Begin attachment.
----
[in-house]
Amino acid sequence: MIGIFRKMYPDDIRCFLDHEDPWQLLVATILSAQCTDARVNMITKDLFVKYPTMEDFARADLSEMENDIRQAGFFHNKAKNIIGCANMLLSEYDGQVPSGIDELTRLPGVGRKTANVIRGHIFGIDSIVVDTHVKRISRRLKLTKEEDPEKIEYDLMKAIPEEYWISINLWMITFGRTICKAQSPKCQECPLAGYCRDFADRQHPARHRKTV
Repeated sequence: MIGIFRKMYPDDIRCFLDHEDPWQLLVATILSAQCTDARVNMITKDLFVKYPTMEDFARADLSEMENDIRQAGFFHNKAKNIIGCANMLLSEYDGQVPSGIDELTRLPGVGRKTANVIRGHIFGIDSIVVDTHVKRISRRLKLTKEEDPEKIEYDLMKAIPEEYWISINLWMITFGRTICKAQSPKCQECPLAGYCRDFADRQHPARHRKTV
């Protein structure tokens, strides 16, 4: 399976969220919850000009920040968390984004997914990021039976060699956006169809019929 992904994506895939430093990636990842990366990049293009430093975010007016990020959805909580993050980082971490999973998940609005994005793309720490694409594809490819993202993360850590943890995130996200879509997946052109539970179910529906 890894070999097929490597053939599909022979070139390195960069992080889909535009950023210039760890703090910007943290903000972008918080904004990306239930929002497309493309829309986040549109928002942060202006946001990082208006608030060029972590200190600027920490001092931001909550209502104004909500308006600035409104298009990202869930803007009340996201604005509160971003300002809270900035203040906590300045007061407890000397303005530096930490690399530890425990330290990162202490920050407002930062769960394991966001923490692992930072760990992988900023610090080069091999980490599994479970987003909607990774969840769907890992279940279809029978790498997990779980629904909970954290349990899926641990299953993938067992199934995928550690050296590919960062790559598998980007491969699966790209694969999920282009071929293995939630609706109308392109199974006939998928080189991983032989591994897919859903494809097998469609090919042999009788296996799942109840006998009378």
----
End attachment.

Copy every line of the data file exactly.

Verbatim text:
[in-house]
Amino acid sequence: MIGIFRKMYPDDIRCFLDHEDPWQLLVATILSAQCTDARVNMITKDLFVKYPTMEDFARADLSEMENDIRQAGFFHNKAKNIIGCANMLLSEYDGQVPSGIDELTRLPGVGRKTANVIRGHIFGIDSIVVDTHVKRISRRLKLTKEEDPEKIEYDLMKAIPEEYWISINLWMITFGRTICKAQSPKCQECPLAGYCRDFADRQHPARHRKTV
Repeated sequence: MIGIFRKMYPDDIRCFLDHEDPWQLLVATILSAQCTDARVNMITKDLFVKYPTMEDFARADLSEMENDIRQAGFFHNKAKNIIGCANMLLSEYDGQVPSGIDELTRLPGVGRKTANVIRGHIFGIDSIVVDTHVKRISRRLKLTKEEDPEKIEYDLMKAIPEEYWISINLWMITFGRTICKAQSPKCQECPLAGYCRDFADRQHPARHRKTV
């Protein structure tokens, strides 16, 4: 399976969220919850000009920040968390984004997914990021039976060699956006169809019929 992904994506895939430093990636990842990366990049293009430093975010007016990020959805909580993050980082971490999973998940609005994005793309720490694409594809490819993202993360850590943890995130996200879509997946052109539970179910529906 890894070999097929490597053939599909022979070139390195960069992080889909535009950023210039760890703090910007943290903000972008918080904004990306239930929002497309493309829309986040549109928002942060202006946001990082208006608030060029972590200190600027920490001092931001909550209502104004909500308006600035409104298009990202869930803007009340996201604005509160971003300002809270900035203040906590300045007061407890000397303005530096930490690399530890425990330290990162202490920050407002930062769960394991966001923490692992930072760990992988900023610090080069091999980490599994479970987003909607990774969840769907890992279940279809029978790498997990779980629904909970954290349990899926641990299953993938067992199934995928550690050296590919960062790559598998980007491969699966790209694969999920282009071929293995939630609706109308392109199974006939998928080189991983032989591994897919859903494809097998469609090919042999009788296996799942109840006998009378």